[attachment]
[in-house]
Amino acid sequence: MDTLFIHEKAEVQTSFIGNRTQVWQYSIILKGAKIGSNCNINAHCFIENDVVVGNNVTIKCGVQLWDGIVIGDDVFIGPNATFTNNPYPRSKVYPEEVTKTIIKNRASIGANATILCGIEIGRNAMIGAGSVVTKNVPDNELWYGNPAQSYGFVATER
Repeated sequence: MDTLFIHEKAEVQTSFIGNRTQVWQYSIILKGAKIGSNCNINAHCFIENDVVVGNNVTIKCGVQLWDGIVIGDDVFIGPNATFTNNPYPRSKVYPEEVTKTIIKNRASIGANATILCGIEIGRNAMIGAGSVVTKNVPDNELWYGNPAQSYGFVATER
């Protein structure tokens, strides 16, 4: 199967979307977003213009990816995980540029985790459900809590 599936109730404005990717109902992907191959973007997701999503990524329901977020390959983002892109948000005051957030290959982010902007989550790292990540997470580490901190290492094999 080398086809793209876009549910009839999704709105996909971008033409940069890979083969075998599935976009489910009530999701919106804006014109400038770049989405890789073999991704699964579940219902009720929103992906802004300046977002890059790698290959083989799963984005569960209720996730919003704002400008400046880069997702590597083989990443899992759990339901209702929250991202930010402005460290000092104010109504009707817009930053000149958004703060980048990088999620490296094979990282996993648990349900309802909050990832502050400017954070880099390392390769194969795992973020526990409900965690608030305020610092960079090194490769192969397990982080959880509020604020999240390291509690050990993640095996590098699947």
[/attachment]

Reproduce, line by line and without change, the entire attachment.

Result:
[in-house]
Amino acid sequence: MDTLFIHEKAEVQTSFIGNRTQVWQYSIILKGAKIGSNCNINAHCFIENDVVVGNNVTIKCGVQLWDGIVIGDDVFIGPNATFTNNPYPRSKVYPEEVTKTIIKNRASIGANATILCGIEIGRNAMIGAGSVVTKNVPDNELWYGNPAQSYGFVATER
Repeated sequence: MDTLFIHEKAEVQTSFIGNRTQVWQYSIILKGAKIGSNCNINAHCFIENDVVVGNNVTIKCGVQLWDGIVIGDDVFIGPNATFTNNPYPRSKVYPEEVTKTIIKNRASIGANATILCGIEIGRNAMIGAGSVVTKNVPDNELWYGNPAQSYGFVATER
């Protein structure tokens, strides 16, 4: 199967979307977003213009990816995980540029985790459900809590 599936109730404005990717109902992907191959973007997701999503990524329901977020390959983002892109948000005051957030290959982010902007989550790292990540997470580490901190290492094999 080398086809793209876009549910009839999704709105996909971008033409940069890979083969075998599935976009489910009530999701919106804006014109400038770049989405890789073999991704699964579940219902009720929103992906802004300046977002890059790698290959083989799963984005569960209720996730919003704002400008400046880069997702590597083989990443899992759990339901209702929250991202930010402005460290000092104010109504009707817009930053000149958004703060980048990088999620490296094979990282996993648990349900309802909050990832502050400017954070880099390392390769194969795992973020526990409900965690608030305020610092960079090194490769192969397990982080959880509020604020999240390291509690050990993640095996590098699947």